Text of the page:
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My coworkers from Kohl’s hosted my baby shower, we attended each other’s weddings, birthday parties, and showers, and I cried big ugly tears when our family moved. These are my people, and I love them dearly.

I managed the customer service department for a while, which meant I got a LOT of phone calls, a LOT of “can I speak to the manager”s, and a LOT of threats to call corporate with my full name on their tongues. Sometimes it was hard for me to separate the angry yelling of a 40-something year old woman from my own self-worth. The lack of a $4 savings that some individuals would get absolutely irate about made me question if people were inherently just really, really crappy humans. I was often called stupid if I counted back change wrong. I was often called a liar if I told a customer a price wasn’t what they thought they saw. I was once even called a bitch when I asked a woman to leave the store after she THREW a pile of clothes at me for telling her we had sold out of her size. Daily, I had men and women come through my line, and not once say a single word to me due to the fact that they were talking on their phones or buried in a post on social media. I had days that I desperately needed a warm hello from a customer, and didn’t even get so much as eye contact. Let me tell you guys, if you work retail, customer service, or food service anywhere in the states, from all I can see and tell- you are a saint.

After getting married, we moved to a suburb of the city in hopes for a little quieter atmosphere. Unfortunately we often found flashing headlights on our street corner, loud banging/kicking at our door in the middle of the night, and possessions missing from our car or truck in the mornings. In the four years we lived there, we only met one set of our eight neighbors. I feared taking my baby out of our SUV if it was dark already, and I called 911 and the police station more times during our stay there than I have in the rest of my twenty-two years combined. My friends houses were broken into, my wallet was stolen twice, and we had to lock our cars even if we were just running quickly into a gas station. We trusted very few people, and we spoke regularly to even fewer.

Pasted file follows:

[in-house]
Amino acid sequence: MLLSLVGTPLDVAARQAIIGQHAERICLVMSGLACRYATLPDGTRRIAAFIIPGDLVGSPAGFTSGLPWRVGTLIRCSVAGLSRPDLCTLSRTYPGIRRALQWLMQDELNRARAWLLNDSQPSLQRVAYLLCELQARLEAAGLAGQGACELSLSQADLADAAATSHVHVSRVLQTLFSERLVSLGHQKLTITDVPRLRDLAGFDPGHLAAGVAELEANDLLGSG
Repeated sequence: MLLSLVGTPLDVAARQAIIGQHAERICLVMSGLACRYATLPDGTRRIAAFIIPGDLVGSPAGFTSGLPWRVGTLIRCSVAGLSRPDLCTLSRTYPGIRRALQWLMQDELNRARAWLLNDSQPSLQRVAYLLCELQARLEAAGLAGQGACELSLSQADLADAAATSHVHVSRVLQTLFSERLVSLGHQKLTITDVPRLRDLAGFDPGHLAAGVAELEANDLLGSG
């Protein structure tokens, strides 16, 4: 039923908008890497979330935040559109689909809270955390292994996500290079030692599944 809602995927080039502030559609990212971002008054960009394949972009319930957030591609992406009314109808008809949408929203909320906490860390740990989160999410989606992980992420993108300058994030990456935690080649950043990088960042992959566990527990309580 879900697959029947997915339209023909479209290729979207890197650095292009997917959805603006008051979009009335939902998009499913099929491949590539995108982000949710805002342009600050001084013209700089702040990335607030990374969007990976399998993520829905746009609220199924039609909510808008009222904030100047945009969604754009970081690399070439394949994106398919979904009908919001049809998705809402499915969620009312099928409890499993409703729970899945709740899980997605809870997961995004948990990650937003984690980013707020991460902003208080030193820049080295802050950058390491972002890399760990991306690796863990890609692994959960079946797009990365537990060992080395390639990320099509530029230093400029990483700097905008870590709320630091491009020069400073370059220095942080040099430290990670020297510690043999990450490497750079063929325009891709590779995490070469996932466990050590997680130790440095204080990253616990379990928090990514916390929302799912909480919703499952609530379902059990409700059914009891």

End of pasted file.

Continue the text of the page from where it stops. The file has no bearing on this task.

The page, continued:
(Please don’t get me wrong, Joplin is a beautiful and wonderful place to live… this is just the worst of the things we experienced in our part of town, and is just sometimes the nature of a bigger city.) But after around 5 years there, I cried myself to sleep most nights. It was a hard place for me to be after so many years in a town where your neighbors were your family, and you left your purse in your car overnight to find it unscathed the next morning. I wanted something different; I wanted a new existence. I wanted people that knew my name again, or at the very least made eye contact with me before they walked away from my register at work. I was convinced that the only place for us was back in our hometown of 2,000 people- where we could raise our son to graduate high school in a class of around sixty-five other students. But, when my husband and I moved the next time, it would be overseas.